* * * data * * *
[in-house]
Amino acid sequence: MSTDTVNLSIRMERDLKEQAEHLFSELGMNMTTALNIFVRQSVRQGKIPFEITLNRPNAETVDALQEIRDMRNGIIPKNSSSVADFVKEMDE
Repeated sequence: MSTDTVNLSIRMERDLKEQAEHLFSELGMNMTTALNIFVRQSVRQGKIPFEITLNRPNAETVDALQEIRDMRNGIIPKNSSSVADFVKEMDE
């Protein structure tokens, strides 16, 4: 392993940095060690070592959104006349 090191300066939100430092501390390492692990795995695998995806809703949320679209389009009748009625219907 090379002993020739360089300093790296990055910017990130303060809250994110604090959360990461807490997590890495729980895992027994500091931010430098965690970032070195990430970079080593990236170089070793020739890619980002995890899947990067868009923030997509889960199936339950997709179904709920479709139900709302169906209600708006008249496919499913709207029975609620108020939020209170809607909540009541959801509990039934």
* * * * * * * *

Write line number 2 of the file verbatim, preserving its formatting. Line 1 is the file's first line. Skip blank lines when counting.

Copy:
Amino acid sequence: MSTDTVNLSIRMERDLKEQAEHLFSELGMNMTTALNIFVRQSVRQGKIPFEITLNRPNAETVDALQEIRDMRNGIIPKNSSSVADFVKEMDE